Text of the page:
If you’re thinking of investing in a rental property be prepared to hold onto the place for the long term to achieve the best results. The latest Pain and Gain Report from research group CoreLogic firmly dispels the myth “you can’t lose money on bricks and mortar”, especially if you’ve hoping to make a quick profit.
Values may be rising across a number of state capitals but that hasn’t seen all investors make a profit on the sale of their property. CoreLogic found that in the June 2016 quarter, 9.5% of all properties re-sold nationally didn’t achieve their previous purchase price. In other words, the seller made a loss.
This still leaves the vast majority of sold properties turning a profit for their owner. Interestingly though, 12.3% of investors copped a loss compared to 8.2% of home owners.
There can be a whole range of reasons why a property sells for a loss. But a common thread is the length of time the property is held for.
According to CoreLogic, among those properties that failed to recoup their initial purchase price, the vendor had owned the place, on average, for six years. By contrast, properties that resold for a profit were owned for an average of 10.3 years. Property owners who doubled their money had, on average, held onto the place for 17 years.
It goes to show that as with other mainstream investments, taking a long term position in residential real estate is generally the best policy. The reason is simple. Property prices can go through major swings that can occur with little warning.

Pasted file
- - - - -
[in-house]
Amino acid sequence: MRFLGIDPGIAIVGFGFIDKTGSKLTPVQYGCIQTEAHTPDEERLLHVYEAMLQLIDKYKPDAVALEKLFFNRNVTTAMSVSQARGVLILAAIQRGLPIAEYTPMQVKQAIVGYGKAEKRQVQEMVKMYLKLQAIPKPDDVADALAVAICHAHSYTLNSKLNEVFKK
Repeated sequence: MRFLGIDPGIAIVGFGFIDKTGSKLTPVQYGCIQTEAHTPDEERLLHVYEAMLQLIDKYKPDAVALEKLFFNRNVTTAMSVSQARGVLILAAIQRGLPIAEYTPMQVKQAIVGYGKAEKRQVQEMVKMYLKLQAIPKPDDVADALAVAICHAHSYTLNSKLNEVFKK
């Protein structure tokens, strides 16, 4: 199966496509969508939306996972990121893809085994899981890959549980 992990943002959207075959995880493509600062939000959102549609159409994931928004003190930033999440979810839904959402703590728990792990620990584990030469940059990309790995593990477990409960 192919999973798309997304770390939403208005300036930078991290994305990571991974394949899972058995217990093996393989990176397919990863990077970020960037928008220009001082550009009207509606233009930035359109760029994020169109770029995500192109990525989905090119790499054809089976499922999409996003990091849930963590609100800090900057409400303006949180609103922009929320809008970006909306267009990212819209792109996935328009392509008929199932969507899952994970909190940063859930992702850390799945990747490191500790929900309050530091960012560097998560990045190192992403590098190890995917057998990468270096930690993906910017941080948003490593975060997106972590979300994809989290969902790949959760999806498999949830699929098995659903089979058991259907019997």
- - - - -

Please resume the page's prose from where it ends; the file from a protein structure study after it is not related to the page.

If you buy and sell over a short timeframe you are just as likely to catch a downturn as you are a boom, and while you can make a lot of money in real estate in two or three years, you can also lose your shirt just as quickly.
The thing to be aware of is that growth in property prices does not occur smoothly over time. A relatively common pattern is a price surge of a few years’ duration followed by a price fall, in turn followed by a period of price stagnation and/or modest price growth. The solution is to buy and hold for the long term. That way you increase the likelihood of catching a price surge and consequently generating good average annual returns.
At the very least, you need to hold onto a property for as long as it takes to recoup buying and selling costs like stamp duty and agent’s selling commission, and this will still only see you break even. Under flat market conditions meeting this requirement alone could take years.